Volunteers

  • 4,543 volunteers
  • 130,594 hours
  • $3.8M value of volunteer time (State Values of Volunteer Time (NH): $28.54; independentsector.org/)

Economic Expertise

  • Dairy specialists worked with ten farms to identify and initiate changes to improve milking parlor efficiencies, increasing production and quality while supporting animal comfort
  • Extension’s crop weather monitoring stations and plant disease forecasting tools were utilized by 76 apple growers to make informed decisions and avoid unnecessary pesticide applications
  • Extension forestry specialists trained 201 forest industry professionals

Lifelong Learning

  • Food safety specialists provided certification opportunities to food service workers from schools, hospitals, food pantries and other public establishments
  • Natural resources specialists brought together 85 communities for a land conservation conference called Saving Special Places
  • The 4-H Virtual Club reached 220 youth and summer programming reached over 400 children

Covid-19 Response

  • With N.H. Department of Agriculture, secured $500,000 USDA-NIFA State Department of Agriculture Farmer, Rancher Stress Assistance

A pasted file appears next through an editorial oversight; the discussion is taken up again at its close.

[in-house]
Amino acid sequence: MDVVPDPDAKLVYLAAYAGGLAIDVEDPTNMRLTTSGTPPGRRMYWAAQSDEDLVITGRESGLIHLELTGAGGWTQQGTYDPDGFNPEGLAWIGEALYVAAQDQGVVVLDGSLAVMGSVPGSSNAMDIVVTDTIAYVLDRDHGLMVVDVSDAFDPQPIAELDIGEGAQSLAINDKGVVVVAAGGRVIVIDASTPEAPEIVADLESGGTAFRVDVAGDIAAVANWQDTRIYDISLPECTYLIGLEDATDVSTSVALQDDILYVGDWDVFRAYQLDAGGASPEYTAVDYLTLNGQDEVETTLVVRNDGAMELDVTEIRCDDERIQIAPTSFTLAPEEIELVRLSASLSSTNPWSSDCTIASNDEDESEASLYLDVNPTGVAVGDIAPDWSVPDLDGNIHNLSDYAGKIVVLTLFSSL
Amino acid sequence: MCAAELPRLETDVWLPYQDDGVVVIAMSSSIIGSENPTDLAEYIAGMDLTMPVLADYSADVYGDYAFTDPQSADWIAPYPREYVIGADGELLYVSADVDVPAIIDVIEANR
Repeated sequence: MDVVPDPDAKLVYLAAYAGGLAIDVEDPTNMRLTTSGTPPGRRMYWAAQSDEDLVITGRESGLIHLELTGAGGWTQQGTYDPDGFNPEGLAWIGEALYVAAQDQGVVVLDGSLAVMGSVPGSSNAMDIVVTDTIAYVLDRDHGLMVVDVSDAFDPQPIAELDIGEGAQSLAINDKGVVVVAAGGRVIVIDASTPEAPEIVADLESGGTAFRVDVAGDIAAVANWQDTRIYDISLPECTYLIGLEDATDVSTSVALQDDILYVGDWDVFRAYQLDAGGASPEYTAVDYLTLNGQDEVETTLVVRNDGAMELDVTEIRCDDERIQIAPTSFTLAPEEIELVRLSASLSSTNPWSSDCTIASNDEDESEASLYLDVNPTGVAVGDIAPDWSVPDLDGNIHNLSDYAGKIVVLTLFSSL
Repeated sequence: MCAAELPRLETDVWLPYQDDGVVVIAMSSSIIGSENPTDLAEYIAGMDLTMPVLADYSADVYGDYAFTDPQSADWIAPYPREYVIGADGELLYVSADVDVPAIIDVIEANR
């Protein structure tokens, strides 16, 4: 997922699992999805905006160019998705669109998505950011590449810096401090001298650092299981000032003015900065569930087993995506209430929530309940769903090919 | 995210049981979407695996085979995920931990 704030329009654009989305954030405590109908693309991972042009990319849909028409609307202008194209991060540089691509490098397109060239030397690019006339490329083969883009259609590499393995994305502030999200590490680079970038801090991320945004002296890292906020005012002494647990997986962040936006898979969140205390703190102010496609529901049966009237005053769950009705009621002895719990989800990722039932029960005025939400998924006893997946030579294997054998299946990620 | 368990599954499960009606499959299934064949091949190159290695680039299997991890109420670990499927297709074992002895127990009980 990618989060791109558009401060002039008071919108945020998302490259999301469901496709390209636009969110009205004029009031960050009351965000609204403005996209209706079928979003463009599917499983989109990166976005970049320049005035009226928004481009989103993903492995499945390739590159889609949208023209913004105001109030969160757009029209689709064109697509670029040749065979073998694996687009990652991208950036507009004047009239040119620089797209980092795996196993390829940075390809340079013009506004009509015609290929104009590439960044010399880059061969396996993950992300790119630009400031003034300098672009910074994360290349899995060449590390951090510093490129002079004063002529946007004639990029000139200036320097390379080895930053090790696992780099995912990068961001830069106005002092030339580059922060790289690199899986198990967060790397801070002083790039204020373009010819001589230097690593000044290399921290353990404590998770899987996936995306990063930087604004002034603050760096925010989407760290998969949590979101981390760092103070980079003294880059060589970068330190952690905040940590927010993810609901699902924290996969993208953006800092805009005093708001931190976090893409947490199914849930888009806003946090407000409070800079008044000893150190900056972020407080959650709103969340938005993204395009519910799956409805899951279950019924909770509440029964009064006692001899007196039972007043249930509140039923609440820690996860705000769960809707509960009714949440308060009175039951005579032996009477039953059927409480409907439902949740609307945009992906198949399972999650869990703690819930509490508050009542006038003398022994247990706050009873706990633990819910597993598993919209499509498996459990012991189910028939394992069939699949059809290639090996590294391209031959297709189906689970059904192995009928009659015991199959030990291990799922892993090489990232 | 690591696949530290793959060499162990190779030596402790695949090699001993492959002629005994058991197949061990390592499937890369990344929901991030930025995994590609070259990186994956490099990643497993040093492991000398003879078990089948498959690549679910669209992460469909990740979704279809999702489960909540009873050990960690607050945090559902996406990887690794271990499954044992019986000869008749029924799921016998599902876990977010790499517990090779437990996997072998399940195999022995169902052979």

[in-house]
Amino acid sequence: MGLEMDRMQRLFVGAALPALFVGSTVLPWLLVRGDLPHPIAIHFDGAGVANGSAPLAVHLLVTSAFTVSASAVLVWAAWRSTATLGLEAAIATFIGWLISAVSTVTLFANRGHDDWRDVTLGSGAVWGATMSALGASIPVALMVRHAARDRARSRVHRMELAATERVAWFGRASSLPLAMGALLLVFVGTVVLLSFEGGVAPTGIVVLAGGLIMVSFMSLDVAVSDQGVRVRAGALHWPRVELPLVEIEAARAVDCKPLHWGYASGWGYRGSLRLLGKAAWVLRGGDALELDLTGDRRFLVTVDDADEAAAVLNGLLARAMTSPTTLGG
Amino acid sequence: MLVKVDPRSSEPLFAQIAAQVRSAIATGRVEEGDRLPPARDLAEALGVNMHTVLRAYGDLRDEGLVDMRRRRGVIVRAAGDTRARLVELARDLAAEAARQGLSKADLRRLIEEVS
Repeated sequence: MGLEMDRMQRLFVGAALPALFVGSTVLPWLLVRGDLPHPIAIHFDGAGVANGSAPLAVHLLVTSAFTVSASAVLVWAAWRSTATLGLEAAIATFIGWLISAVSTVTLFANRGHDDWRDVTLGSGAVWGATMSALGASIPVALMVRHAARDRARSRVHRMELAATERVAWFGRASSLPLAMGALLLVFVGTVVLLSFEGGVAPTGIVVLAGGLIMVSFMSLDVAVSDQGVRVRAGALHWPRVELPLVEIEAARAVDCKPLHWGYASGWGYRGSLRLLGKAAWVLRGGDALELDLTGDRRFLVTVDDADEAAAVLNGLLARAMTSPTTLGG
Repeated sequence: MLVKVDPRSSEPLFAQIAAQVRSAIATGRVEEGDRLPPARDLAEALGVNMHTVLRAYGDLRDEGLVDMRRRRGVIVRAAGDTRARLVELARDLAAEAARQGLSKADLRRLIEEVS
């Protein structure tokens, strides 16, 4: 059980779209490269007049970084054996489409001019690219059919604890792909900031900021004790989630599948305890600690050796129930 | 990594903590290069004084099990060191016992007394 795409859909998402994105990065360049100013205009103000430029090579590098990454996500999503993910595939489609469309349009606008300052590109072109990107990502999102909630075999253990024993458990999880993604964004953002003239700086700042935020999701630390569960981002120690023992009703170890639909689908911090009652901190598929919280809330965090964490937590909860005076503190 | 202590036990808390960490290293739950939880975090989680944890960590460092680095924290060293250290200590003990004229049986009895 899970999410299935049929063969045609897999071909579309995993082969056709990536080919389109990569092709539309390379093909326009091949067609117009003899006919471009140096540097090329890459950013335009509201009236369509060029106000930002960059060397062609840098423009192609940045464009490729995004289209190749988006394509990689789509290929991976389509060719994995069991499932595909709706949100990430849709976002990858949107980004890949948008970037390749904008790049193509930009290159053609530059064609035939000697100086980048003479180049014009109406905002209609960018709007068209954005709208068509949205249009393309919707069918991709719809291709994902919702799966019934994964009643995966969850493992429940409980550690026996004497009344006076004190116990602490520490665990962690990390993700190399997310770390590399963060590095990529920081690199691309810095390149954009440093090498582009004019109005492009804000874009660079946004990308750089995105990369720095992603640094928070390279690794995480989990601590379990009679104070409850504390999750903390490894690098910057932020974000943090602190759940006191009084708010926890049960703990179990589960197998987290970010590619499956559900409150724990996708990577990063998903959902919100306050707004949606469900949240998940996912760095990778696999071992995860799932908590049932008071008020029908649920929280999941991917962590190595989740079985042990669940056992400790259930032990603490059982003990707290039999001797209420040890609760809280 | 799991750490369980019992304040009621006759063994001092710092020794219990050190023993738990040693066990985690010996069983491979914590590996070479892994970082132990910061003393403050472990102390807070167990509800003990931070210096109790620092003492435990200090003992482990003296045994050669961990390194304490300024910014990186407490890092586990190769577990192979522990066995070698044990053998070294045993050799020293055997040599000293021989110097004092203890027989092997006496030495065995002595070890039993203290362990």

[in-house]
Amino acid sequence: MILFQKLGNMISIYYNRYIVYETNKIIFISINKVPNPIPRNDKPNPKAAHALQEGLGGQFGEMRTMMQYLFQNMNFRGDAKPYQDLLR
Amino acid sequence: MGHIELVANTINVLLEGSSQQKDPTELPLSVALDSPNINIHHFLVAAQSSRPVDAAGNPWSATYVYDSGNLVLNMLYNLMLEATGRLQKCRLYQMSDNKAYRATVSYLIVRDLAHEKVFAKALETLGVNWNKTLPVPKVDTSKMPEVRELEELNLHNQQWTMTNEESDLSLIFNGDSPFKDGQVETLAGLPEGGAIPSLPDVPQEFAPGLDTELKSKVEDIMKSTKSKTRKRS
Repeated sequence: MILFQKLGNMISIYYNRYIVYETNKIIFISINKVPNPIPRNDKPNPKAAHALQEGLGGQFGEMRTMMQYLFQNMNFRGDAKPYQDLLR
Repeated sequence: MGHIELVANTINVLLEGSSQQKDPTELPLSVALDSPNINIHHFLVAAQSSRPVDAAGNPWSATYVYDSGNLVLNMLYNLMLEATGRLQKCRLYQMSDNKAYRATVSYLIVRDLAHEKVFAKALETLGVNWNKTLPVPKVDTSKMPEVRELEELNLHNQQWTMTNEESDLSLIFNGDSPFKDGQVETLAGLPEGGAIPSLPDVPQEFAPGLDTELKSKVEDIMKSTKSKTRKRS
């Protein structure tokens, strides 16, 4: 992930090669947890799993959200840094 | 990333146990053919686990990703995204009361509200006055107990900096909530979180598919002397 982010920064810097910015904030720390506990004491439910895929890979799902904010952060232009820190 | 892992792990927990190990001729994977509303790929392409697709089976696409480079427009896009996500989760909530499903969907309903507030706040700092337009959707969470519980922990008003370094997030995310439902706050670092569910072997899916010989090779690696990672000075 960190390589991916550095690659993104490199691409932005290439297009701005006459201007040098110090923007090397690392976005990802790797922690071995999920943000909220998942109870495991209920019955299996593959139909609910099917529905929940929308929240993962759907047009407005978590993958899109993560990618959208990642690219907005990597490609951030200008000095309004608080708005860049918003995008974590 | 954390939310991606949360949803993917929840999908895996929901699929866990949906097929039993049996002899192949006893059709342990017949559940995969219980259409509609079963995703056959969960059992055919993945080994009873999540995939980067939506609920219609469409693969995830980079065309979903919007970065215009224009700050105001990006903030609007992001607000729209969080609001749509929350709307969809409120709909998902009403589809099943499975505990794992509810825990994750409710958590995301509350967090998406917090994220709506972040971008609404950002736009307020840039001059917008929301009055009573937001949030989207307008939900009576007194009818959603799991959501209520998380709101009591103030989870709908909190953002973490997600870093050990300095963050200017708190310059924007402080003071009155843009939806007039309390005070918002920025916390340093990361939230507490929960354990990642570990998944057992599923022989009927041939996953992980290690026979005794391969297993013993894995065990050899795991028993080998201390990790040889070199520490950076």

• Network grant to raise awareness, provide education and offset costs related to farmers’ mental health
  • With $225,000 in funding from the Extension Foundation, provided research-based information to North Country and Strafford County communities to support informed vaccination choices
  • Provided hands-on training to teach community members how to build a greenhouse at Winnisquam Middle School; this led to a gardening curriculum for students during hybrid learning
  • With $680,000 from a USDA grant, provided agriscience-based remote learning experiences to 800 rural elementary school children

Download Belknap County Highlights Sheet (PDF)

State Contributions: $427,898

County Contributions: $164,611

In 2021, for every $1.00 that Belknap contributed, UNH provided $2.60 of statewide resources

Food and Agriculture

  • 80 farm businesses received technical assistance, leading to greater profitability and environmental sustainability

Natural Resources

  • 644 acres managed with forest stewardship plans
  • 62,525 feet of improved or constructed forestland roads and trails on private lands
  • Provided technical assistance with funding from the USDA Natural Resources Conservation Service
  • Helped Laconia work on its natural resources inventory with wildlife as an initial focus

Community and Economic Development